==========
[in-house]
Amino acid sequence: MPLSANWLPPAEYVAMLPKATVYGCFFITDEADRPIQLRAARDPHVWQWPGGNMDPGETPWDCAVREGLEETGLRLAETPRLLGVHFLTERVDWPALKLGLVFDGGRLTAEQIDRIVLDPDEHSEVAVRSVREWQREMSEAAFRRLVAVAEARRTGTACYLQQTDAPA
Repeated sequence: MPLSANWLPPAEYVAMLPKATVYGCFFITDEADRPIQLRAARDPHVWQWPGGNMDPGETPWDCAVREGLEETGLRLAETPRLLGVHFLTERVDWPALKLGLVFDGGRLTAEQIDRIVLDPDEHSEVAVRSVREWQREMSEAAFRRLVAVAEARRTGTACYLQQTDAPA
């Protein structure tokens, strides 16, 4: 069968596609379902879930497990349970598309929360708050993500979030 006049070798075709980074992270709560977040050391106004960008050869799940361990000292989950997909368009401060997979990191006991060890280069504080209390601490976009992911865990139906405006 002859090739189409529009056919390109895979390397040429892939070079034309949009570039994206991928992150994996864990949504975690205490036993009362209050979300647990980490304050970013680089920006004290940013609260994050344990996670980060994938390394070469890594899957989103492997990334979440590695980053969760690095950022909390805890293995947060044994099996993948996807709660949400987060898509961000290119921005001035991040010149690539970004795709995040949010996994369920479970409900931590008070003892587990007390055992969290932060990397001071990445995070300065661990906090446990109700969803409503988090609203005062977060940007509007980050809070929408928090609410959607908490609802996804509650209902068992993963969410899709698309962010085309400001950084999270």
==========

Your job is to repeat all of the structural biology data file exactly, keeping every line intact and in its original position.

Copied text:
[in-house]
Amino acid sequence: MPLSANWLPPAEYVAMLPKATVYGCFFITDEADRPIQLRAARDPHVWQWPGGNMDPGETPWDCAVREGLEETGLRLAETPRLLGVHFLTERVDWPALKLGLVFDGGRLTAEQIDRIVLDPDEHSEVAVRSVREWQREMSEAAFRRLVAVAEARRTGTACYLQQTDAPA
Repeated sequence: MPLSANWLPPAEYVAMLPKATVYGCFFITDEADRPIQLRAARDPHVWQWPGGNMDPGETPWDCAVREGLEETGLRLAETPRLLGVHFLTERVDWPALKLGLVFDGGRLTAEQIDRIVLDPDEHSEVAVRSVREWQREMSEAAFRRLVAVAEARRTGTACYLQQTDAPA
């Protein structure tokens, strides 16, 4: 069968596609379902879930497990349970598309929360708050993500979030 006049070798075709980074992270709560977040050391106004960008050869799940361990000292989950997909368009401060997979990191006991060890280069504080209390601490976009992911865990139906405006 002859090739189409529009056919390109895979390397040429892939070079034309949009570039994206991928992150994996864990949504975690205490036993009362209050979300647990980490304050970013680089920006004290940013609260994050344990996670980060994938390394070469890594899957989103492997990334979440590695980053969760690095950022909390805890293995947060044994099996993948996807709660949400987060898509961000290119921005001035991040010149690539970004795709995040949010996994369920479970409900931590008070003892587990007390055992969290932060990397001071990445995070300065661990906090446990109700969803409503988090609203005062977060940007509007980050809070929408928090609410959607908490609802996804509650209902068992993963969410899709698309962010085309400001950084999270």